She Dies Tomorrow writer-director Amy Seimetz wanted to be sure her film mixed the big questions about life and death with the gallows humor that has made her laugh the hardest.
The film is about a woman named Amy (Kate Lyn Sheil ) who is certain she will die in a day. When she tells her friend Jane (Jane Adams), the anxiety begins to spread, until more people are seized by fear of their lives being extinguished.
As Seimetz sees it, even our existence is dark comedy: “What a cruel joke to us that we’re born and that we all die,” she tells Eric Steuer in the latest MovieMaker Interviews podcast, available on Apple or Spotify or above.
The theme of facing your own mortality is a longtime fascination for Seimetz, whose 2012 feature directorial debut, Sun Don’t Shine, was inspired by moving back to her home state of Florida to care for her terminally ill father.
“The moments that I’ve laughed the hardest are sort of in the darkest hour, because my emotions are so high and the juxtaposition of something sort of absurd happening in such a dark period of time becomes quite comical in a very intense way. So it was important to me in exploring this, like it felt dishonest to not include humor in it,” Seimetz said.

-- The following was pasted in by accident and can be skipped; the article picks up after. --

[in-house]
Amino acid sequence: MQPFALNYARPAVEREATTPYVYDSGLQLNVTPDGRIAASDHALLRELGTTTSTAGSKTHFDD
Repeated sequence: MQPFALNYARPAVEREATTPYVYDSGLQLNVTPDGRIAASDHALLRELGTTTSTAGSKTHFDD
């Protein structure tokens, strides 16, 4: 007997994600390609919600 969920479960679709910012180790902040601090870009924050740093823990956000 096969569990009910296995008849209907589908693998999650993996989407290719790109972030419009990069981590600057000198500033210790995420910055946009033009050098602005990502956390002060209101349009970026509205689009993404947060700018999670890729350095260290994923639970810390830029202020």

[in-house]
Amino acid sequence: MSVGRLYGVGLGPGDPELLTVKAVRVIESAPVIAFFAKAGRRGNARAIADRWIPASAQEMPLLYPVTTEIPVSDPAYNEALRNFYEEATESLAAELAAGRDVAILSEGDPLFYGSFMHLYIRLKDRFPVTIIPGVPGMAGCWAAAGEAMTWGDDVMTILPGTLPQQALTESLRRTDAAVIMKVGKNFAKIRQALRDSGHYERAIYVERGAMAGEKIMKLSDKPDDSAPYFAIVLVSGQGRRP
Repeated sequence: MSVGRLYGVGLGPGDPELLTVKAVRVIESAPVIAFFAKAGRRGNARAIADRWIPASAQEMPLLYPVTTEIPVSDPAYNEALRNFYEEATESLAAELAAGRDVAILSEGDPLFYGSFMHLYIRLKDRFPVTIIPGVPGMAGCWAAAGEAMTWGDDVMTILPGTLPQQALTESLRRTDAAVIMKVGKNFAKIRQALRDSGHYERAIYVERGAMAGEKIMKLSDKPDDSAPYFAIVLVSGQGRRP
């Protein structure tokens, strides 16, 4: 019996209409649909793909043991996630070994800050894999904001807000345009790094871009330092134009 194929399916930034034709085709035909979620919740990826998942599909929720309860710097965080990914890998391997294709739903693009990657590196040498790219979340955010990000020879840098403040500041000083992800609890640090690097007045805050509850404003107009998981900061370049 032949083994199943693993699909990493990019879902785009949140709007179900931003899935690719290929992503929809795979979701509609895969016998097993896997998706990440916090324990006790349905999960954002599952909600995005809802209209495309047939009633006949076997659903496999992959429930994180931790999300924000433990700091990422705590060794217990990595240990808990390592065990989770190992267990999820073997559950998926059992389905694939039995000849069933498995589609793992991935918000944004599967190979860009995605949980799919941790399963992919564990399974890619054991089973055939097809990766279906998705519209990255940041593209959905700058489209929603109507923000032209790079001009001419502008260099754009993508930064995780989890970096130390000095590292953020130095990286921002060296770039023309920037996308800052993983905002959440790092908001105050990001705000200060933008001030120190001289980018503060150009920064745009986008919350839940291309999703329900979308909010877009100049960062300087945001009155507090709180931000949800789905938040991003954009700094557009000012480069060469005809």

One of the absurdities of the film is Amy’s desire to be useful after she dies — perhaps by being turned into a jacket. It was inspired by dark jokes she made with her sister while dealing with the painful question of her father’s arrangements.
“There’s the overwhelming loss and grief and sort of like, ‘Wow, death, what does it mean? Is it finite? Or did they pass on?’ These bigger ideas,” she explains. “But then there’s the very crass and very real aspect of it: ‘What do you do with the body?'”
She continues: “I was making jokes to my sister, and I was like, ‘What if we turn him into fireworks? … Let’s make diamonds out of Dad.'”
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Seimetz, also well-known as an actress known for roles in Pet Sematary and Alien: Covenant, among other films, self-funded She Dies Tomorrow, shot it in her own home, and relied on a trusted team of collaborators so she wouldn’t have to justify her approach to an outsider — or make concessions based on traditional expectations for the horror genre.
“I’m not making straight comedies just like I’m not making straight horror,” she says. “I didn’t want to have to answer questions about what it was going to be. … I was the only person that I was answering to.”
She Dies Tomorrow, written and directed by Amy Seimetz, is now available on demand.